Funding reform out of the ashes

With K-12 schools facing financial disaster if state taxes aren’t extended, it takes a pie-eyed optimist to discuss better times ahead. But, under rules for repaying schools what they’re owed, money for K-12 schools will eventually come in “buckets” when the economy does turn around, says Rob Manwaring, former K–12 education director of the California Legislative Analyst’s Office.

Knowing that is one reason why the Legislature should now set in place a more rational and fairer system to fund schools, Manwaring said Wednesday at an Assembly Education Committee hearing. The other reason is that a clearer, simpler method is a prerequisite to asking Californians to spend more on education. As Manwaring put it, “If I cannot explain to my mom how schools are funded, it will not work for voters.”

There is a fundamental agreement on what that funding system would look like, at least in concept, Manwaring and other finance experts said. And, with districts’ temporary discretion to spend categorical money as they want due to expire in a few years, school officials are craving stability and predictability.

That’s why Education Committee Chairwoman Julia Brownley, a Santa Monica Democrat, is bullish that the Legislature will pass her bill, AB 18, which will set the new funding framework in place, this year or perhaps next. Erin Gabel, Superintendent of Public Instruction Tom Torlakson’s legislative director, endorsed the concept at the hearing. Gov. Jerry Brown endorsed the principle of a student-centered finance system as part of his campaign platform. State Board of Education President Michael Kirst was a co-author of a funding formula that has become a basis of discussion.

Manwaring was joined at the hearing by Margaret Weston, a research associate with the Public Policy Institute of California, and Jon Sonstelie, an economics professor at UC Santa Barbara, who together wrote Pathways for Education Finance in California, incorporating the approach that Kirst  and others have proposed.

The details among the various proposals vary, but the principles are fundamentally alike. The funding formula would be reduced to three, maybe four, components. It assumes a growth in school spending under Proposition 98 of about 30 percent over the next 20 years, based on PPIC projections. That’s enough to make the  formula fairer, but not enough to raise California’s spending to the national average. If the Legislature or voters do eventually approve more money for schools – and the two current lawsuits are attempting to force that issue – the system for allocating the money would be in place.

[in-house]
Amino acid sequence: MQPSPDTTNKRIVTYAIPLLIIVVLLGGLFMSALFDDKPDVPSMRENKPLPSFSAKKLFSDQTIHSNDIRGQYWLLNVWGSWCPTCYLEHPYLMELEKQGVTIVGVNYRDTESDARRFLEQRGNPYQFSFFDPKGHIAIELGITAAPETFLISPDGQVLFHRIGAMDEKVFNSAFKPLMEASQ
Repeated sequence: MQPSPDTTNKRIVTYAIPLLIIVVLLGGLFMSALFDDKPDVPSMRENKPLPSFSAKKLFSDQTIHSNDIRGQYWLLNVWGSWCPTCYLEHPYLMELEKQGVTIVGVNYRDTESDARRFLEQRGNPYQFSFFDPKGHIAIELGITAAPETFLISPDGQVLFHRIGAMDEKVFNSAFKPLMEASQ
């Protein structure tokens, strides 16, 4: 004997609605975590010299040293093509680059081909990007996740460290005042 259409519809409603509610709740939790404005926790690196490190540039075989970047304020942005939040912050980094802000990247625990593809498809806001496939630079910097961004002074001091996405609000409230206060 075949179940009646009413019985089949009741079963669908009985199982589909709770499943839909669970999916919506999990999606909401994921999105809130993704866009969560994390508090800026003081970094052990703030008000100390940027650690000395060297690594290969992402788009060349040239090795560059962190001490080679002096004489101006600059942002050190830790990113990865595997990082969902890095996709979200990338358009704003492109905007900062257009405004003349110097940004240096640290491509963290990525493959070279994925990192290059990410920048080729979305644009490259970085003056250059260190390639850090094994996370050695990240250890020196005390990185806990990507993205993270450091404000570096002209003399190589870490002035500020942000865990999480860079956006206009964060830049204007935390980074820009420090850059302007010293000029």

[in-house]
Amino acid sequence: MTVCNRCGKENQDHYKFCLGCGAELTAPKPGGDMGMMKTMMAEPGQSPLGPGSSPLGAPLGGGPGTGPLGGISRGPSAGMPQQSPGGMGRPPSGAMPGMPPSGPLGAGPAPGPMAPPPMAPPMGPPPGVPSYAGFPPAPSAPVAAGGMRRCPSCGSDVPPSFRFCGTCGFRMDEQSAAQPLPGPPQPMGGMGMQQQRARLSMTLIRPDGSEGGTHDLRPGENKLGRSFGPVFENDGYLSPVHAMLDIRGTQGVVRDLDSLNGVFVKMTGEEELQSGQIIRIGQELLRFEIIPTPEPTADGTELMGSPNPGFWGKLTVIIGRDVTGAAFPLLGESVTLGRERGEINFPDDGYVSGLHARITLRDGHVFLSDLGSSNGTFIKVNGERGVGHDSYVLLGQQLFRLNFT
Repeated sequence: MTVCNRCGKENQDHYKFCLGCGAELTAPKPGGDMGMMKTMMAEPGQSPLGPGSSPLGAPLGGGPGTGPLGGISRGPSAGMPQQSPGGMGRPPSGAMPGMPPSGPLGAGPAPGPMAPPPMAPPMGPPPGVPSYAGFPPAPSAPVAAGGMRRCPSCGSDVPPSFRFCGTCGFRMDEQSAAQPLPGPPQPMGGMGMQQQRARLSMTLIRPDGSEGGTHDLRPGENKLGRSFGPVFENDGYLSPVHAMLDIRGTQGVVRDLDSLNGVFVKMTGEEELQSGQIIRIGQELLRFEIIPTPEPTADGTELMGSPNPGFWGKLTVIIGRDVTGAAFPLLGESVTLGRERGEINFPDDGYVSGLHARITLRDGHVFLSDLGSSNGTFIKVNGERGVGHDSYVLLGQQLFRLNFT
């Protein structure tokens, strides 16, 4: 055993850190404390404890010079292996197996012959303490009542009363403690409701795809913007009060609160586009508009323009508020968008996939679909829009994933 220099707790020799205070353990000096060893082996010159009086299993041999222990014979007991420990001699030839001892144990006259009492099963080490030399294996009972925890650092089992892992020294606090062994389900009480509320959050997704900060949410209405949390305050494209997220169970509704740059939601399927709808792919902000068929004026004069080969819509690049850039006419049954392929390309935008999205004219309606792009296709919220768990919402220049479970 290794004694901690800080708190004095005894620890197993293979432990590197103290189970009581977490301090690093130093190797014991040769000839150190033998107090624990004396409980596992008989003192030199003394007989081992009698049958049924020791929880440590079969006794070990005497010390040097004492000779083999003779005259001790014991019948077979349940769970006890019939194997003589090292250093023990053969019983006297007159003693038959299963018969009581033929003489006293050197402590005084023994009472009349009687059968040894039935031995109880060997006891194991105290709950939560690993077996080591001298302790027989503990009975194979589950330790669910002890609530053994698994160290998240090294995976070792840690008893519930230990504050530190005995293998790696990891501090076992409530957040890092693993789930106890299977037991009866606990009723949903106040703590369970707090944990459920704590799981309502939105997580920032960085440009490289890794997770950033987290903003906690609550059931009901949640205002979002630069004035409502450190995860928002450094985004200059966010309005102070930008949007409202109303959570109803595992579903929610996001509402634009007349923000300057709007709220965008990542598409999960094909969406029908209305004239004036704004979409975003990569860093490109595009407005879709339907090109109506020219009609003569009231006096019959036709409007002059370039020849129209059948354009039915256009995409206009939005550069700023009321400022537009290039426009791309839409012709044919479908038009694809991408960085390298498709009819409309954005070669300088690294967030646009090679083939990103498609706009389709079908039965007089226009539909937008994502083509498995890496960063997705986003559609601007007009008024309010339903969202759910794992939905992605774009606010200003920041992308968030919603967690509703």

• Uniform base grant. This would be the largest piece, as it is now, but it would incorporate many of the categorical programs that districts must spend as the state dictates. The current revenue limit varies from district to district, with disparities amounting to a few hundred dollars per student in most cases to some mostly small, rural districts claiming $1,000 or more per student. The reasons are obscure, dating back decades, and no longer are justifiable or even explainable. The goal would be to raise all districts to the 90th percentile of revenue over time. Today, that would be about $5,600 per student (see Manwaring’s graphic), but it could rise to about $7,400, as Proposition 98 revenues increase over the next 20 years. The lucky 10 percent  of districts whose revenue limit exceeds the 90th percentile would get to keep what they have.  Potentially contentious details to be worked out: Should there be regional costs of living factored in, recognizing that it’s more expensive for teachers to live in San Francisco than Fresno? How much extra per student should high schools and unified districts receive; how much for small and rural districts? How should transportation costs be factored in? (The PPIC study and Manwaring’s figures cover the 2009-10 year. They do not factor in the impact of deferrals – about $9 billion in delayed payments to districts; correcting that could problem could delay funding reforms.)

    The goal would be to raise all districts' base grant to the 90th percentile or $5,600 at the current spending level. The vertical axix shows thenubmer of students in districts funded at the various levels. (Graphic by Rob Manwaring)

    The goal would be to raise all districts' base grants to the 90th percentile or $5,600 at the current spending level. The vertical axis shows the number of students in districts funded at the various levels. (Courtesy of Rob Manwaring. Click to enlarge it.)

  • Targeted grants, providing more money for English learners and low-income students, recognizing they need extra resources. This is the basis for the weighted student formula, though each proposal approaches this slightly differently. Sonstelie estimated the added cost, based on a survey of principals, at $1,000 per needy student in state funding. In 2008, Gov. Schwarzenegger’s bipartisan Committee on Education Excellence figured it would require about 20 percent extra funding for low-income students. In their calculations, Kirst and co-authors Alan Bersin (Schwarznegger’s former Secretary of Education) and Goodwin Liu (professor at UC Berkeley Law School and President Obama’s nominee for a federal judgeship) added a density factor, doubling the extra dollars for low-income students and English learners in schools where they comprised more than 50 percent of the student body.